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answered Antigone asked beauty beside breath cheek child chlamys color consciousness Correggio course dark darling daugh daughter dear Jack deep dress Eddy England eyes face father feel flowers flushed friends gaze gentle girl glad glance grave grief guessed hair hand heard heart hidden passion hope hurt Imogen felt Imogen's face Jack Pennington Jack's leaned light looked mama Mary Mary Osborne Mary's Mattie Smith mean mind Miss Bocock mother murmured ness never once pain Pakenham pale pathy paused Pennington perhaps poor Potts Pottses Rose seemed seen sense shadow silence Sir Basil smile spoke stood strange suddenly sure Surrey sweet talk tears tell things thought tion Tison told touch turned uncon Upton vague Valerie Valerie's veranda voice Wake walked watched wonderful words wrong young
Page 188 - ... what had gone on behind the scenes, passages between mother and daughter that had made Imogen's attitude inevitable. So Mary argued with herself, sadly troubled. "Oh, Imogen, please tell me...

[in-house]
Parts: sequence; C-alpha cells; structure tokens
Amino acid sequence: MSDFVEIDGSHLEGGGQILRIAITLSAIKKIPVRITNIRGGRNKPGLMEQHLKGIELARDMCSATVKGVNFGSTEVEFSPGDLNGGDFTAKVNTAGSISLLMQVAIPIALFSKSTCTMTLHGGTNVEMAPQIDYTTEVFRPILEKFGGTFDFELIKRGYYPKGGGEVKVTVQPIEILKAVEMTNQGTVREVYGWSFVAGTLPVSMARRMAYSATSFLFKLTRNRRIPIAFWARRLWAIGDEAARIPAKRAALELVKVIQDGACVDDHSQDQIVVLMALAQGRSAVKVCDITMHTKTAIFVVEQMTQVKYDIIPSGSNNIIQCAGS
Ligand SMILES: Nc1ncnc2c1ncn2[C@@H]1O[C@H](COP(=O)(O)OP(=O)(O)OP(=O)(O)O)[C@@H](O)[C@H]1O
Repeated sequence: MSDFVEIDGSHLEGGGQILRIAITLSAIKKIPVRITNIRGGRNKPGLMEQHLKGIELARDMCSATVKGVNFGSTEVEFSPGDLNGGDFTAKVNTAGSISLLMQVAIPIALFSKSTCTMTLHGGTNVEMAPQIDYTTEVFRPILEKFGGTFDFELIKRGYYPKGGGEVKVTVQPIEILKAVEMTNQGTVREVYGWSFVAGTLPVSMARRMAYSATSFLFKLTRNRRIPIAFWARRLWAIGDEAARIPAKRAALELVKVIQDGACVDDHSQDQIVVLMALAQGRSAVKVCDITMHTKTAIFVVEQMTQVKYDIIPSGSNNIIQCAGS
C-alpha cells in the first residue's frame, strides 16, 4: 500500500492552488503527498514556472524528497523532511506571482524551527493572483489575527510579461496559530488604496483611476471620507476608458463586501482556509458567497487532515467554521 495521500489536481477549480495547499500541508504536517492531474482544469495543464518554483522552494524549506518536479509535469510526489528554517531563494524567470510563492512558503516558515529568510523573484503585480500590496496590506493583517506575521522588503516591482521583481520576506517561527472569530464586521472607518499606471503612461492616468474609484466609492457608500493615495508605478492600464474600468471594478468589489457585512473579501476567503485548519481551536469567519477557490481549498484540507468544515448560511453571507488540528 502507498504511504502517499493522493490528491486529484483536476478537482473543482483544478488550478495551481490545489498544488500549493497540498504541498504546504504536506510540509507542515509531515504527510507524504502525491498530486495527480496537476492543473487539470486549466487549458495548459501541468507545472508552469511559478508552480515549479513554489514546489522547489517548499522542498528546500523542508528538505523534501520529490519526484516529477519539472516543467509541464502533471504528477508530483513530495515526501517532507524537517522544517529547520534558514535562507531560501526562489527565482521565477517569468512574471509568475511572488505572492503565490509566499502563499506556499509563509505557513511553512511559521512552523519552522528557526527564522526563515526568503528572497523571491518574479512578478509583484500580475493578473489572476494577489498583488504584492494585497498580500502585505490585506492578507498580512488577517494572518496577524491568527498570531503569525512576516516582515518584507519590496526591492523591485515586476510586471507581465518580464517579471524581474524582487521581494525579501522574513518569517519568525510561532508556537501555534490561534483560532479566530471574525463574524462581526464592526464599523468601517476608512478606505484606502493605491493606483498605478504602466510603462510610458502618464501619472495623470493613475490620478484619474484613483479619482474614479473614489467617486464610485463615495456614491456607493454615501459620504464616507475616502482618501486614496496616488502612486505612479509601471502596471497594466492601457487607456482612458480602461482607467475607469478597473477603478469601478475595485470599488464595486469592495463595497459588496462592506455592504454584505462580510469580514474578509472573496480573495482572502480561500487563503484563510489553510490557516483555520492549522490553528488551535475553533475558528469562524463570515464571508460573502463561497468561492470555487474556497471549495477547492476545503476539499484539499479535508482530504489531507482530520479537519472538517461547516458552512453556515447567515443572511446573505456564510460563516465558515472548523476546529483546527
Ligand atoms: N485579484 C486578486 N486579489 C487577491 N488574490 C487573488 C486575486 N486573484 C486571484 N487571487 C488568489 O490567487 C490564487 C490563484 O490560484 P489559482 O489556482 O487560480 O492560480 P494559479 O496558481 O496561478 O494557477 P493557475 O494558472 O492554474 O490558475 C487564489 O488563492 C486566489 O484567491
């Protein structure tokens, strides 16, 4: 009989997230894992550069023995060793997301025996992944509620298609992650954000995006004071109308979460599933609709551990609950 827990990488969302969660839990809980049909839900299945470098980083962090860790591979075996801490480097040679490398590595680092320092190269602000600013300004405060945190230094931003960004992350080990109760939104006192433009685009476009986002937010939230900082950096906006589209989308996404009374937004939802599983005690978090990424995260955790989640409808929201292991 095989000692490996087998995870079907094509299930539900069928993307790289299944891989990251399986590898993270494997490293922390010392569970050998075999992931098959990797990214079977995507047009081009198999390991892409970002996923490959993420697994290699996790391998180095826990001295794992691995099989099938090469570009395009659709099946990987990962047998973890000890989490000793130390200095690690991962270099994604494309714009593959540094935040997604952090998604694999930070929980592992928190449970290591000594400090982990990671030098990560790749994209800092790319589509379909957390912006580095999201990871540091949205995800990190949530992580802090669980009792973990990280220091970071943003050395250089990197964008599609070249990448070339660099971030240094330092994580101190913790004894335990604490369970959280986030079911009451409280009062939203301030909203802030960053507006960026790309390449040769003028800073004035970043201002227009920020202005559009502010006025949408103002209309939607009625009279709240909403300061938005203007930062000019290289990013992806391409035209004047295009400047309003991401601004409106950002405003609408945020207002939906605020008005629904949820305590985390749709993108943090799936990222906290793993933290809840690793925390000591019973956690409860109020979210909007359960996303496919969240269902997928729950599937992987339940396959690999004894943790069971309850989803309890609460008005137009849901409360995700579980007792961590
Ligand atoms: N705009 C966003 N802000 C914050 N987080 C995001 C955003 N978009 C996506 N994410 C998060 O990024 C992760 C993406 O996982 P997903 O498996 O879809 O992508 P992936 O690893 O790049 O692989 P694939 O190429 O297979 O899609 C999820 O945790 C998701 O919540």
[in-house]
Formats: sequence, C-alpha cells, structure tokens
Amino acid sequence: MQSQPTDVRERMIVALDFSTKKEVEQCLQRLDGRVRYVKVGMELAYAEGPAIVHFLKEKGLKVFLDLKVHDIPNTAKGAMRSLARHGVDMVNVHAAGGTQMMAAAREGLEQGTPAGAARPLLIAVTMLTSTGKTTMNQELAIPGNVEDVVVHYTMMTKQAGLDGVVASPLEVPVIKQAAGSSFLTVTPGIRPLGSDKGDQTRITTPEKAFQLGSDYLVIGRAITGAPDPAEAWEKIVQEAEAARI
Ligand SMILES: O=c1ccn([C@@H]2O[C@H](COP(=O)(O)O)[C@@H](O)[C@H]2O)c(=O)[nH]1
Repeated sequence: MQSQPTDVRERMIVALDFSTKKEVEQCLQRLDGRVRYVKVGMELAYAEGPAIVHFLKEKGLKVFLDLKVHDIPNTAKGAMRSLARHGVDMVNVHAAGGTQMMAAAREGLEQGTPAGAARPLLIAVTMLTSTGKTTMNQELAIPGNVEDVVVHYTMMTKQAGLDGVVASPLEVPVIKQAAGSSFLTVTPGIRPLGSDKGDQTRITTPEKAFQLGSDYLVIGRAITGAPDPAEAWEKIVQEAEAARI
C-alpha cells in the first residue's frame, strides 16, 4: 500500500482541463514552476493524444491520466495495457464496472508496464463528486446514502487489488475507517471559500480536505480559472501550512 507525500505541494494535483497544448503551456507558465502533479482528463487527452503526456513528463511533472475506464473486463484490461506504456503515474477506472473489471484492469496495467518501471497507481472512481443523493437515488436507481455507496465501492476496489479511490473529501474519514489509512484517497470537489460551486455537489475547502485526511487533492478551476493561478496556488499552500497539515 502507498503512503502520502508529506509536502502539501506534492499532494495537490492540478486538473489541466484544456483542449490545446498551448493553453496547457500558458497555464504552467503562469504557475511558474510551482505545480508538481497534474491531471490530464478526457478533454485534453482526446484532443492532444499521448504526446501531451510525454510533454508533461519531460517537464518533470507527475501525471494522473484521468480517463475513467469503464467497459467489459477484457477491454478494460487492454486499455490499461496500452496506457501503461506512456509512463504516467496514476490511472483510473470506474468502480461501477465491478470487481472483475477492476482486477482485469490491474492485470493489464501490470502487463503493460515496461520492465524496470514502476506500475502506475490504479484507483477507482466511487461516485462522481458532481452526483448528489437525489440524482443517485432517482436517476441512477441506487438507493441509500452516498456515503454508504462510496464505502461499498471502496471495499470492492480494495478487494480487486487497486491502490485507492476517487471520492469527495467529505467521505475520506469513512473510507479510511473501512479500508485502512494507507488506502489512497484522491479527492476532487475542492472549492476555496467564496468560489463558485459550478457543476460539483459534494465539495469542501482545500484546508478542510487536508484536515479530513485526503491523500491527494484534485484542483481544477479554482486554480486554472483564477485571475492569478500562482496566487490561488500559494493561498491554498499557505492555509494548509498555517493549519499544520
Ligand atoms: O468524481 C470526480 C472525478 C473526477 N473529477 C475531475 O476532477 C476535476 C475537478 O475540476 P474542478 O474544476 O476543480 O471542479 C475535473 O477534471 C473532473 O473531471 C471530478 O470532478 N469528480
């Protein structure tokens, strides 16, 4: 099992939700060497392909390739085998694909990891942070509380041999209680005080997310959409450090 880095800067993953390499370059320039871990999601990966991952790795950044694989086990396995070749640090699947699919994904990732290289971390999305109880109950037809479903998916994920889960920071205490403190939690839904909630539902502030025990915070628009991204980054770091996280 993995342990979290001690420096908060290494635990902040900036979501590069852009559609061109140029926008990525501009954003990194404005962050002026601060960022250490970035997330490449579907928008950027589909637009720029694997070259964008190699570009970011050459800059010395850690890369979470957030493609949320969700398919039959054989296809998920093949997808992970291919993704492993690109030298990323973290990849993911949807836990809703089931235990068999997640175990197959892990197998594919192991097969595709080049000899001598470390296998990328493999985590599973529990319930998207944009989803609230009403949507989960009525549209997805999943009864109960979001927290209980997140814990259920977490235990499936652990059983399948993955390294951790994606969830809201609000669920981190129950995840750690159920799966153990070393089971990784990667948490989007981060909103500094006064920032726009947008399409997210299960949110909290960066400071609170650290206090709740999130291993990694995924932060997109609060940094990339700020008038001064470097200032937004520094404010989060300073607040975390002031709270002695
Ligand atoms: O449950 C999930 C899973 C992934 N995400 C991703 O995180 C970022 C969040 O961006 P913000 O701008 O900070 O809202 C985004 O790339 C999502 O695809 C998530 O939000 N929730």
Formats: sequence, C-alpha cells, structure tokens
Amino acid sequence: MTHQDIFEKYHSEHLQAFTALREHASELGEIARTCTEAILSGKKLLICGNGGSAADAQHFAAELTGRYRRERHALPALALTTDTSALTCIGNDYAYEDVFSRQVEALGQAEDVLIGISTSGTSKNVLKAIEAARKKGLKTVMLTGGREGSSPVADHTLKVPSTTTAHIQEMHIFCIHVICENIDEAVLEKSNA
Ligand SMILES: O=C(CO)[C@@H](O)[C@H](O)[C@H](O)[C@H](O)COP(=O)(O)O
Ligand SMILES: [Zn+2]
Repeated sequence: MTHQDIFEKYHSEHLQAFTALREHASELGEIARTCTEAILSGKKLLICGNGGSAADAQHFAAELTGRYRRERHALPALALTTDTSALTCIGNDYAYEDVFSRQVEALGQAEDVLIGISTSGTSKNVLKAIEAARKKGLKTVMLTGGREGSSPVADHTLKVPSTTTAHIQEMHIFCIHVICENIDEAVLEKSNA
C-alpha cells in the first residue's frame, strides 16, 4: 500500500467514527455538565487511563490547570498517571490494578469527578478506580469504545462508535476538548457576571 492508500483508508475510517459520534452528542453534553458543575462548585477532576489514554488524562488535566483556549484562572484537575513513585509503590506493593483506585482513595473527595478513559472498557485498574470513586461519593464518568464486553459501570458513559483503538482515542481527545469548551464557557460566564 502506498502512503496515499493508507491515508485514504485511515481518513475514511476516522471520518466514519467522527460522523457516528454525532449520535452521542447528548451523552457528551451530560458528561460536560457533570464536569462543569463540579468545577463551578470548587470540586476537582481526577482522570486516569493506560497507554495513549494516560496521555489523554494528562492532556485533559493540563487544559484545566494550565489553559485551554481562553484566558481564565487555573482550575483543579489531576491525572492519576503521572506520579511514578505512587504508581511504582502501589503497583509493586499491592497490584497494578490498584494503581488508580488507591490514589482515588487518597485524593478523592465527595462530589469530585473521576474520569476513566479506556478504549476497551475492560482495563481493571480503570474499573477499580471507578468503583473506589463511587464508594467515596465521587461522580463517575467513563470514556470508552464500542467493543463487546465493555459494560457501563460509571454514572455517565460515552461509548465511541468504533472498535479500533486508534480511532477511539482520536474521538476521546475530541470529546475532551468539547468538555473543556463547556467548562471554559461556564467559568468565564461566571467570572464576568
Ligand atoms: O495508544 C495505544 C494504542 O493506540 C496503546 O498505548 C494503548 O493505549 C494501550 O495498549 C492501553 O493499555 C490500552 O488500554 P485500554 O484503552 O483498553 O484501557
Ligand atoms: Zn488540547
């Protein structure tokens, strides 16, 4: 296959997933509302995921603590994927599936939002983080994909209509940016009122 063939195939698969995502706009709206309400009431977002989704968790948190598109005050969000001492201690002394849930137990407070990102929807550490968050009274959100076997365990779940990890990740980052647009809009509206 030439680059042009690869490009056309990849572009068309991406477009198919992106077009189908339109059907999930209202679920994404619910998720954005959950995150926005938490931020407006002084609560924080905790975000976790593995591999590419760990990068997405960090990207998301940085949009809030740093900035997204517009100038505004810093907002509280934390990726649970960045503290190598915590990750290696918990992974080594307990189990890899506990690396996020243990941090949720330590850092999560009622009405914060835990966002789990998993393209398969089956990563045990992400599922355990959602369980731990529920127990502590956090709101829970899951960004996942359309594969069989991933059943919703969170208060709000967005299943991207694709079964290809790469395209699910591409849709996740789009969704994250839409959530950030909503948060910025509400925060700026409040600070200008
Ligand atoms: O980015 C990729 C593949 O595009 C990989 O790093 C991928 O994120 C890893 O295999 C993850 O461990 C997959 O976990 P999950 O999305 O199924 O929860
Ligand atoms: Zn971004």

Page 70 - ... walked up and down the room, his hands in his pockets, his head thrown back, reciting something to himself, some poem, or stately fragment of antique oratory. He paused now and then as he passed her and laid his hand upon her head and smiled down at her. Then the lovely lady of the...
Page 140 - Jack's aunt lived in a spacious, peaceful house on the hill, and the windows of Jack's large flat, near by, looked over the Common, the Gardens, the Charles River, a cheerful, bird's-eye view of the tranquil city, breathed upon now by the first, faint green of spring.
Page 164 - What a nice idea," she murmured to Imogen; "and to have them hear it in the best way possible, too. Not crowded into cheap, stuffy seats." "That would hardly have been possible, since I do not myself care to hear music in cheap seats. "What is not good enough for me is not good enough for my friends. To-day we all owe our pleasure to Mr. Pennington.